- Category: John McDouall Stuart - First Expedition
- Written by John McDouall Stuart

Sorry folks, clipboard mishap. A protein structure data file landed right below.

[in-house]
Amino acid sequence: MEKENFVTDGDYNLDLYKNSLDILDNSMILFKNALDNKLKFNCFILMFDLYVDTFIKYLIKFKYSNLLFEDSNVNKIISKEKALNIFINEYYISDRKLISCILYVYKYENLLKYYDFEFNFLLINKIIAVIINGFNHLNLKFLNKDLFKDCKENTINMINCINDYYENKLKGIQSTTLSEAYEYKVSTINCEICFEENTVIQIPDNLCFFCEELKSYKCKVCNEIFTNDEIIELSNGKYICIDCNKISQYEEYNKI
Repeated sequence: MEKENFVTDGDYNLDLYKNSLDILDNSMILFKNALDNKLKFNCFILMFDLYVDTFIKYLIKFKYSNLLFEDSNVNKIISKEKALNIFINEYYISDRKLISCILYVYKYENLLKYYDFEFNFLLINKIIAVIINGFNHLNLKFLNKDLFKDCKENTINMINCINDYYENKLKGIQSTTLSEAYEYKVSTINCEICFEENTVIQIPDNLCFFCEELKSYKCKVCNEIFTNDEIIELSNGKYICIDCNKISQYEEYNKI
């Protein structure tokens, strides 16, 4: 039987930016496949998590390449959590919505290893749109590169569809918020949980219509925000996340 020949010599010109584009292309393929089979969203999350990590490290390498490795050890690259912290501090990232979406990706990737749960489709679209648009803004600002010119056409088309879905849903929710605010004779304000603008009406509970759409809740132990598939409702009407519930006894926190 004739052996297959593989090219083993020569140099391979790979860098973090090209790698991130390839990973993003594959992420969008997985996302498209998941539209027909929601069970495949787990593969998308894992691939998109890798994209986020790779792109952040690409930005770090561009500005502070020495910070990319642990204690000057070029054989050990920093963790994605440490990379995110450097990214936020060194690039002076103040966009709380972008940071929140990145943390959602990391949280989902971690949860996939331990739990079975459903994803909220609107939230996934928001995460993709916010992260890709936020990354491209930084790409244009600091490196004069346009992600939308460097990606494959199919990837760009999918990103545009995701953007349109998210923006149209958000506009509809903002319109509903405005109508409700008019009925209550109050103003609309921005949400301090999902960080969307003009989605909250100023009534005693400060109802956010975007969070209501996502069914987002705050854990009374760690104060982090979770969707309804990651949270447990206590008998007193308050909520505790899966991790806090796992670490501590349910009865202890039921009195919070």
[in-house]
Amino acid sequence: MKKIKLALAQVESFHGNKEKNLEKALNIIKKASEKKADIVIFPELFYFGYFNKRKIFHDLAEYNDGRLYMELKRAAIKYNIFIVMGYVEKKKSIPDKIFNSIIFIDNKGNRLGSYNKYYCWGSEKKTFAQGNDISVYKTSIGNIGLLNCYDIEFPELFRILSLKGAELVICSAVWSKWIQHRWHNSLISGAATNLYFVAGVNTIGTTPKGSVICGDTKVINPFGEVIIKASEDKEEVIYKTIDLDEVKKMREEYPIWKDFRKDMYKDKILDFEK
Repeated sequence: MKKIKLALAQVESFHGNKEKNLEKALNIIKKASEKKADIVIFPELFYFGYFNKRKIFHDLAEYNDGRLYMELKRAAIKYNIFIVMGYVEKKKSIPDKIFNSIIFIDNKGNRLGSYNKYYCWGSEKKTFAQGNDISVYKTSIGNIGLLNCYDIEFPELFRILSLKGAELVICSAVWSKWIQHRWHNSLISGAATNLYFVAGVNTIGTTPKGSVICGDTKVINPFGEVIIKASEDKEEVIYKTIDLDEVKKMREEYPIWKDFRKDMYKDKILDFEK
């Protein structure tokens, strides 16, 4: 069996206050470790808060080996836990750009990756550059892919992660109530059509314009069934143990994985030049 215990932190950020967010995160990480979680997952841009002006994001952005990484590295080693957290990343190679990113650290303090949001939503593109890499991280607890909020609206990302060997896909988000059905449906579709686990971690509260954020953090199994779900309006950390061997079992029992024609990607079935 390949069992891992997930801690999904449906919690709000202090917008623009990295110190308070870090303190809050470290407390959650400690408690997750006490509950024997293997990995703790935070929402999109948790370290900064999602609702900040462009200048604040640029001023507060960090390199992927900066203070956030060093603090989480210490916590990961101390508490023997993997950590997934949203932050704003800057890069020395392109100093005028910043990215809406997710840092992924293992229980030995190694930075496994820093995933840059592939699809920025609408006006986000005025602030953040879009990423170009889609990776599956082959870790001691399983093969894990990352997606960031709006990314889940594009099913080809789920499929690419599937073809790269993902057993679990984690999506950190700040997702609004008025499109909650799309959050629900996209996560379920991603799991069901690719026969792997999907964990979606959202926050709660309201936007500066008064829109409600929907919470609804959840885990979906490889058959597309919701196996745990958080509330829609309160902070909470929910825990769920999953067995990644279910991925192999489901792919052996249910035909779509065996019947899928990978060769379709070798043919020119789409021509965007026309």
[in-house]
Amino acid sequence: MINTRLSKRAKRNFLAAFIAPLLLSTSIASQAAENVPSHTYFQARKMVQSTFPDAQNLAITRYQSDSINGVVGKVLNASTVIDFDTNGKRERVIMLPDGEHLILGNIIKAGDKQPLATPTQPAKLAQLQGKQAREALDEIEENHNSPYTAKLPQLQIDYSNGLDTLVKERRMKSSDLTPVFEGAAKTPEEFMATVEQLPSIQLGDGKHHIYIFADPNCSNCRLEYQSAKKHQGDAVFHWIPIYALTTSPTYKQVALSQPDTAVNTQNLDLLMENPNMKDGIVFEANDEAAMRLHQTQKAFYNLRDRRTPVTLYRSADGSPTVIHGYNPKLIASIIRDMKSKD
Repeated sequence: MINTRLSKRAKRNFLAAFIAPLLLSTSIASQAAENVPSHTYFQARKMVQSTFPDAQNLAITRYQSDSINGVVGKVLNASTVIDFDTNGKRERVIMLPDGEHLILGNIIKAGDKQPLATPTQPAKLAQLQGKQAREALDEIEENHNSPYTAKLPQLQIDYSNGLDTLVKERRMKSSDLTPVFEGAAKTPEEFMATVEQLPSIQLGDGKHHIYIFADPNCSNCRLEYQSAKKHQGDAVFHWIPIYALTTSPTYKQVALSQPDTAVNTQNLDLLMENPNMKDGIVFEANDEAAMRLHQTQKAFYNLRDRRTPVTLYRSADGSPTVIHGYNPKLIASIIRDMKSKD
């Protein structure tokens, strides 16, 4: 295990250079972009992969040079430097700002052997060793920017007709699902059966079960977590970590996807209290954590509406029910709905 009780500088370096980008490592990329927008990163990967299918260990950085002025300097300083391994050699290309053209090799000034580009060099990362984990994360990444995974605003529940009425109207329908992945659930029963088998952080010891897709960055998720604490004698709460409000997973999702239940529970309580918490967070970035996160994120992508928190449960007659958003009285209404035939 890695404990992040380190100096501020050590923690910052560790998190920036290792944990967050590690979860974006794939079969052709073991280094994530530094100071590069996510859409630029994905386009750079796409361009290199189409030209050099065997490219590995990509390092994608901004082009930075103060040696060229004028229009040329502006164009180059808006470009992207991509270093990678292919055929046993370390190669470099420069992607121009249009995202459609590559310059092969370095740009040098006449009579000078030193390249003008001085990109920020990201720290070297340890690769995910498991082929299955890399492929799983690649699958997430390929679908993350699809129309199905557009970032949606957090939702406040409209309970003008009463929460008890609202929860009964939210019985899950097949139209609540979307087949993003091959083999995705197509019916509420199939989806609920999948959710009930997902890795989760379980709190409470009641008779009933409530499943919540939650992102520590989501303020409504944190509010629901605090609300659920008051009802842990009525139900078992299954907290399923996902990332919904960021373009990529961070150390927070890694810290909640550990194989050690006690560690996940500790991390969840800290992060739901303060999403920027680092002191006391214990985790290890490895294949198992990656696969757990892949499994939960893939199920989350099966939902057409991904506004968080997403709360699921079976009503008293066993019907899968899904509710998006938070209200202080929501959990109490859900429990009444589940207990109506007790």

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Sunday, 8th August, Mount Finke. At dawn of day I ascended the mountain, but was unable to see much more than I did last night, in consequence of there being a mist all round. No high rising ground is to be seen in any direction. A FEARFUL COUNTRY. Left the mount at 9.30 a.m. on a bearing of 270 degrees. At eighteen miles halted to give the horses some food, as they were obliged to be tied up all last night, there not being any feed for them, and the scrub very dense. The horse Blower seems to be very unwell; he has lain down twice this morning, and an hour's rest will do him good. After leaving the mount we have a thick mallee and mulga scrub to go through with spinifex. At ten miles changed our bearing to 190 degrees; at eight miles camped. The whole of our journey to day has been through a dreadful desert of sand hills and spinifex. In the last eight miles we have not seen a mouthful for the horses to eat and not a drop of water; it is even WORSE than Captain Sturt's desert, where there was a little salt bush; but here there is not a vestige. Distance to-day, twenty-five miles.